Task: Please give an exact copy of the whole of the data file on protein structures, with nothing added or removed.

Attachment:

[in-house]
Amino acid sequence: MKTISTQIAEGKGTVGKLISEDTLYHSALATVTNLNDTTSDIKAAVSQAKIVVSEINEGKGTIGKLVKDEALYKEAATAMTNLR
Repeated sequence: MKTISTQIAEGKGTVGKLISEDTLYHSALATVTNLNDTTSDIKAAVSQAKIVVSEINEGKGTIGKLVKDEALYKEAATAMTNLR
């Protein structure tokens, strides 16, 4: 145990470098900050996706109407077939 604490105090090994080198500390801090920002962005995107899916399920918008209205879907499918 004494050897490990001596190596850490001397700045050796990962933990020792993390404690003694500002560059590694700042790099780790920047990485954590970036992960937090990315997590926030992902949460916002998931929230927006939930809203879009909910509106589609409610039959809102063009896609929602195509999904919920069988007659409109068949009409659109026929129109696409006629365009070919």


[in-house]
Amino acid sequence: MKTISTQIAEGKGTVGKLISEDTLYHSALATVTNLNDTTSDIKAAVSQAKIVVSEINEGKGTIGKLVKDEALYKEAATAMTNLR
Repeated sequence: MKTISTQIAEGKGTVGKLISEDTLYHSALATVTNLNDTTSDIKAAVSQAKIVVSEINEGKGTIGKLVKDEALYKEAATAMTNLR
């Protein structure tokens, strides 16, 4: 145990470098900050996706109407077939 604490105090090994080198500390801090920002962005995107899916399920918008209205879907499918 004494050897490990001596190596850490001397700045050796990962933990020792993390404690003694500002560059590694700042790099780790920047990485954590970036992960937090990315997590926030992902949460916002998931929230927006939930809203879009909910509106589609409610039959809102063009896609929602195509999904919920069988007659409109068949009409659109026929129109696409006629365009070919």